A friend recently reminded me that every single person you meet grew inside of another person. Happy Mother’s Day to my gigantic network of wonderful women.
Feeling festive? You can read my piece on my two mamas over on The Hairpin.
This is just to say that this particular American Apparel dog model has won for Coolest Attitude today.
I have ordered exactly one very tasteful (and supportive) nightgown from this catalog and am now the owner of some smart fruit stickers for my spring correspondence. Is this the opposite of email marketing?
The New York Times on President George Bush Sr.’s hatred of broccoli, March 23rd, 1990. The entire article is full of delicious gems, including his tendency to top oat bran and yogurt with Butterfinger pieces. He once fed White House guests creamed chip beef, colloquially known as Shit On a Shingle and found in my grandmother’s recipe box.
Flannery O’Connor, on her first brush with celebrity.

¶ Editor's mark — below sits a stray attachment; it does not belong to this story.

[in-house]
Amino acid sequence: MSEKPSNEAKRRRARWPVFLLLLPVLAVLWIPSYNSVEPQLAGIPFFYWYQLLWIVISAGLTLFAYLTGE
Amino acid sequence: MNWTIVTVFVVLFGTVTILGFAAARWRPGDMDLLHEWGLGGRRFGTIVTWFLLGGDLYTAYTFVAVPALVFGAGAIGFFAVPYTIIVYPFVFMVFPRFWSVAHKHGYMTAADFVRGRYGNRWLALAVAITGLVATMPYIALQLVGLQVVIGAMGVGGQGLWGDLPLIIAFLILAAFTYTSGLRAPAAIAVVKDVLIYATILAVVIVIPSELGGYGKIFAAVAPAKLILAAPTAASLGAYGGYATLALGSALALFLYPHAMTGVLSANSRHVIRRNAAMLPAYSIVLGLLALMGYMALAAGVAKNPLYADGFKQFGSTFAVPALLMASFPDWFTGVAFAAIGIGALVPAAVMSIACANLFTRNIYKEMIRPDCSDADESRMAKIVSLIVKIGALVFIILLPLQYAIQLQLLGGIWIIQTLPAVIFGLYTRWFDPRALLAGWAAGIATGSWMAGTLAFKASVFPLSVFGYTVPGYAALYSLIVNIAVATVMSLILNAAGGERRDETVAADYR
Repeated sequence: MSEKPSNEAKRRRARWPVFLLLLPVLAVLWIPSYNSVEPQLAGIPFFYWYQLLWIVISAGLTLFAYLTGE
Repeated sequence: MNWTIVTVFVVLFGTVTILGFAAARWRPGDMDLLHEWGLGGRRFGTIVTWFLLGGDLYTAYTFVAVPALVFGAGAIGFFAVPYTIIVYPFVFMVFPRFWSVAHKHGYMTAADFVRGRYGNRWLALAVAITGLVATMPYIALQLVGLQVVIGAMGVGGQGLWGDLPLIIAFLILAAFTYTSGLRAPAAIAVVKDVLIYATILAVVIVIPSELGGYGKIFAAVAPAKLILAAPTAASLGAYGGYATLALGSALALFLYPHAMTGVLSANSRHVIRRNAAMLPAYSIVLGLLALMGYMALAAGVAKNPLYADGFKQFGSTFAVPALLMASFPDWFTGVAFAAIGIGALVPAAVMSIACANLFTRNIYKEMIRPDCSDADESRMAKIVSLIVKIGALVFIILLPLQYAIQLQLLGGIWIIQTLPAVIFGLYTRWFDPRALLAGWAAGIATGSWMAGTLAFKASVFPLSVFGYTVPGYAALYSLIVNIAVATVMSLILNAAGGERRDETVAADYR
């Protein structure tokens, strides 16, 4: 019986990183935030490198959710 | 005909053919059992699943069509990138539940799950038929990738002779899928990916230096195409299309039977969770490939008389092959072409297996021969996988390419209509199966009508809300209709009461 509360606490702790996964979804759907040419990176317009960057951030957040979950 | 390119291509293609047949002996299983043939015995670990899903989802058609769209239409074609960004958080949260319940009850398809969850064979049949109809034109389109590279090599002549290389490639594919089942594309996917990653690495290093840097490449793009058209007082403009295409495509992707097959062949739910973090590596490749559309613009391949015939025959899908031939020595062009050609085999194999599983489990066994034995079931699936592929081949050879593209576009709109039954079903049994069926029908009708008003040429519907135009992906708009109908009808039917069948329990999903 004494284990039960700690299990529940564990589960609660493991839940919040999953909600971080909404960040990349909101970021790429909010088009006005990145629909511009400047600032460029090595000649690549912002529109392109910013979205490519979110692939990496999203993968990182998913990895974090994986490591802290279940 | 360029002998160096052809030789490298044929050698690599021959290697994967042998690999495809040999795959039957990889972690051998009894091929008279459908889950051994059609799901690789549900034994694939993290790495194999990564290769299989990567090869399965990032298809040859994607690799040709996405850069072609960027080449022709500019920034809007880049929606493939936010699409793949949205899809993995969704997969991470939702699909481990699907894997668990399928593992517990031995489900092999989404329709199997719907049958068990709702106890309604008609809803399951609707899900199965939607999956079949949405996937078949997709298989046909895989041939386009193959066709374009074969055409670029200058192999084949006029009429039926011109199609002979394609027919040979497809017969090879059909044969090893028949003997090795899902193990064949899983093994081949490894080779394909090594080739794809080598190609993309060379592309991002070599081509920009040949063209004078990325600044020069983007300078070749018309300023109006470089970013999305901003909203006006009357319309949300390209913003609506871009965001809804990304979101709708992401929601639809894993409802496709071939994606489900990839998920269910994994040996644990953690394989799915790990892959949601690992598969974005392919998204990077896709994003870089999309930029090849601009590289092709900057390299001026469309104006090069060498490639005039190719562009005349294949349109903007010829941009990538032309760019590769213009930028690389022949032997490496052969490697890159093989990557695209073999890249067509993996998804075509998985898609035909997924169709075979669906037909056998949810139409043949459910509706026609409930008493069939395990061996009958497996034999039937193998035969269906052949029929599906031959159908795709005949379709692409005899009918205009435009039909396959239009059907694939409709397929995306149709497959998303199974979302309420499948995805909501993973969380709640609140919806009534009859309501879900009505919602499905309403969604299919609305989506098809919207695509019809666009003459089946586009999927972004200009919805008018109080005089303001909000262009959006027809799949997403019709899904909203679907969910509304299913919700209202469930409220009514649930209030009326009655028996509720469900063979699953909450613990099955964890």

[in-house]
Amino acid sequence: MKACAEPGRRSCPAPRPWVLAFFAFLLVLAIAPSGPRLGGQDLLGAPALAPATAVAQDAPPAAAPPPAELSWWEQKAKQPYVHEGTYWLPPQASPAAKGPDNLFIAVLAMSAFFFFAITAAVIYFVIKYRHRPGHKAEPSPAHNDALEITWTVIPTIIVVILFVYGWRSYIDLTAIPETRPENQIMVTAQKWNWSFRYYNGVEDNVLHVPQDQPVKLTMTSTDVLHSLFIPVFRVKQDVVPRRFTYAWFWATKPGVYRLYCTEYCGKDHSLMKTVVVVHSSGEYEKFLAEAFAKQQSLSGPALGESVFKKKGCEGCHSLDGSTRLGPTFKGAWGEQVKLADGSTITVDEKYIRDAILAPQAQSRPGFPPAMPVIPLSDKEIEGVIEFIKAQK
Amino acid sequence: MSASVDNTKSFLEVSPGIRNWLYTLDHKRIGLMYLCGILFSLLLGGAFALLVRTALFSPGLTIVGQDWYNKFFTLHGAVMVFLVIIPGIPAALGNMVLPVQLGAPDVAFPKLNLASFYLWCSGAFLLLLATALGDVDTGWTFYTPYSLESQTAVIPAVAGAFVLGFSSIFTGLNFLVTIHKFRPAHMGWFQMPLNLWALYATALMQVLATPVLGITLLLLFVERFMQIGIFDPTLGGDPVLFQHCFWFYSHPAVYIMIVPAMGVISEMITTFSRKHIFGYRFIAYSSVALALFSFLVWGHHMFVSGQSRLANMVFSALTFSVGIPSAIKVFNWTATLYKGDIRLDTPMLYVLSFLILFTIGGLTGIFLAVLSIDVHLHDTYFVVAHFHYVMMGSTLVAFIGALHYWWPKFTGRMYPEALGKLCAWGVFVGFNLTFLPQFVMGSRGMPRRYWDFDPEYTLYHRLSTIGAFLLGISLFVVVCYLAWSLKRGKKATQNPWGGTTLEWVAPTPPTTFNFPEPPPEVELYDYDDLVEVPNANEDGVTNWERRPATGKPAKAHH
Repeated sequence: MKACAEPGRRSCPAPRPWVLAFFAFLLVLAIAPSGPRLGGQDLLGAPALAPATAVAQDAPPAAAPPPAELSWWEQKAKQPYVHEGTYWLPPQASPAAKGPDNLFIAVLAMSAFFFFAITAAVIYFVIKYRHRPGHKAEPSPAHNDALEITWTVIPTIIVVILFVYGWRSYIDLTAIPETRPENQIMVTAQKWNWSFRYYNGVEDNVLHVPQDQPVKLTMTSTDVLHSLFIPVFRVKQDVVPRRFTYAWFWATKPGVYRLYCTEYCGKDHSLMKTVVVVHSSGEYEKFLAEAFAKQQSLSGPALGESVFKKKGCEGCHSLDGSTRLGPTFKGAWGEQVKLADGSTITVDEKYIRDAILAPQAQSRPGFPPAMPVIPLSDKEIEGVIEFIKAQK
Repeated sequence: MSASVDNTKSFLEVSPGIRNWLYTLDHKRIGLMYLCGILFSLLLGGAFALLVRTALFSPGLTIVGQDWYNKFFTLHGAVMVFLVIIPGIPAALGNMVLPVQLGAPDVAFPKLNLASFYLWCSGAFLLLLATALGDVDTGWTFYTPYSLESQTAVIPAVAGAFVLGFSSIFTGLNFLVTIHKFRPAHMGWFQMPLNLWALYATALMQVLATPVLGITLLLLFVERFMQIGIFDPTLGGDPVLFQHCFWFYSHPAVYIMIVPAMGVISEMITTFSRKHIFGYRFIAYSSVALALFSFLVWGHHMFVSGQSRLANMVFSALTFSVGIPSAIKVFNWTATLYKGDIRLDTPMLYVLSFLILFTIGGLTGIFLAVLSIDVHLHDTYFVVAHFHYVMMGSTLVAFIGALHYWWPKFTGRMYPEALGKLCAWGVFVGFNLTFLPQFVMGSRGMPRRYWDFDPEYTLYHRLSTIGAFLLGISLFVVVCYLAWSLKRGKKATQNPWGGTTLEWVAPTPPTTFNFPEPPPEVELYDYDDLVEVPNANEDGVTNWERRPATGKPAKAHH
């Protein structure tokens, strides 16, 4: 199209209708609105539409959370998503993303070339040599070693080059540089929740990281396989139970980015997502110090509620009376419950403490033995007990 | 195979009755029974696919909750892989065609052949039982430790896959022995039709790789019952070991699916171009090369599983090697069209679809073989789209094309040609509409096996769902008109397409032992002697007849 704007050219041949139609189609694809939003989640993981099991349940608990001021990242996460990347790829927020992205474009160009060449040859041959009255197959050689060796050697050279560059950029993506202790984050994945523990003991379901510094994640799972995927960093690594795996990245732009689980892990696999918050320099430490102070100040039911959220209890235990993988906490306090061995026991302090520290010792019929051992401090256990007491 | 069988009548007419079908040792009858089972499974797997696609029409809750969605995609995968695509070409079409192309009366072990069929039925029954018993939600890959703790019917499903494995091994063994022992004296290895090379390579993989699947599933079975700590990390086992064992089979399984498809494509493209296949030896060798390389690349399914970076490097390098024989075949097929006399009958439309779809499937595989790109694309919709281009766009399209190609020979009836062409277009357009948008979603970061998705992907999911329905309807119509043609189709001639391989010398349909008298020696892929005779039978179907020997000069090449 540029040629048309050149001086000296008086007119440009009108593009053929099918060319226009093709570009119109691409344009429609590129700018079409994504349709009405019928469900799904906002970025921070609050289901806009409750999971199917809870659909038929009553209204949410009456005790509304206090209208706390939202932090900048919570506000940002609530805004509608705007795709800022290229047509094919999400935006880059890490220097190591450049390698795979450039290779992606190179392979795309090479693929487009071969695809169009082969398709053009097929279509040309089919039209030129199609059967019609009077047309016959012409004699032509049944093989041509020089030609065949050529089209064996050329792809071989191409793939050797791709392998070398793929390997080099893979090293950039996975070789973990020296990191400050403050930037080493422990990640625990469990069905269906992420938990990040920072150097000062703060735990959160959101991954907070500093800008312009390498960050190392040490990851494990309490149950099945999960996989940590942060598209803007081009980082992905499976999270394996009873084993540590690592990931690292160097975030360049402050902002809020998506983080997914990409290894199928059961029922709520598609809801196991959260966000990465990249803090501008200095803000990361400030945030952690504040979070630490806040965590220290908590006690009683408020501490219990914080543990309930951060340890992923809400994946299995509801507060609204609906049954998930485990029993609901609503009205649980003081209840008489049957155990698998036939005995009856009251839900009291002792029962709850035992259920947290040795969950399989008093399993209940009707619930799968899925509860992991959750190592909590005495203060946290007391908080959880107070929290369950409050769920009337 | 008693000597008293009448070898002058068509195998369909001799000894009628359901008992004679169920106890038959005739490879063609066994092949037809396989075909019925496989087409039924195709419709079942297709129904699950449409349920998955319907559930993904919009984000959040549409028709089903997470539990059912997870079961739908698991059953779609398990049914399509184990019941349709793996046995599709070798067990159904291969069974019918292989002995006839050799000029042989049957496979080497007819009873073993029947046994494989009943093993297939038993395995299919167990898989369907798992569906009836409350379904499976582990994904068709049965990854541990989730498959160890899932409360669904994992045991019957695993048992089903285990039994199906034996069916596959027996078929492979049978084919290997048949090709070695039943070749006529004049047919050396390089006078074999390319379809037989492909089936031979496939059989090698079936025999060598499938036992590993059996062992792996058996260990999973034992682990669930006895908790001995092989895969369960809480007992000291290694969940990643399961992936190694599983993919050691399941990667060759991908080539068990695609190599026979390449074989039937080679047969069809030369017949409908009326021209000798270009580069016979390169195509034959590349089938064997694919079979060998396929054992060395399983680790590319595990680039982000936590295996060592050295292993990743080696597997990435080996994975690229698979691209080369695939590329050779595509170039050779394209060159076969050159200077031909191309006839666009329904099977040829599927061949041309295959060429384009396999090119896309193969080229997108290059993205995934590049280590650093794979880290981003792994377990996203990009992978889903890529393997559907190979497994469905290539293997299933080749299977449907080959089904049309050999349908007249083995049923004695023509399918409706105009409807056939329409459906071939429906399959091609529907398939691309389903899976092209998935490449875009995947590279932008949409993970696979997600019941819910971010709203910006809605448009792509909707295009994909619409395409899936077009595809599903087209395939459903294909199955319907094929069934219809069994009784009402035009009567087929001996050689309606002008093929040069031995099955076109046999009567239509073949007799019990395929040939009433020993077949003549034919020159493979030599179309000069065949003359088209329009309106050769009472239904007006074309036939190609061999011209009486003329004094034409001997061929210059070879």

so much depends
a foil yogurt
glazed with tongue
beside the stainless
I wrote about invalid cookery in Victorian-era cookbooks and my own modern convalescing for SAVEUR Magazine:
“Food is the only source of human power to work or to think,” Farmer writes. With that, I took strength from her suggested menu for a patient suffering from dilated stomach and prepared a meal of water toast. (This is not to be confused with toast water, another popular recipe of the time used to treat nausea.) Water toast involves dropping slices of dry toast in boiling salted water, quickly removing them, and then smothering them in butter On the palate, it left something to be desired (the water eliminated any crispness, to my mind the essential quality of toast), but I’ll venture to guess most would prefer it over toast water, which leaves out the bread entirely and is essentially a very sad starchy broth.
Read more here.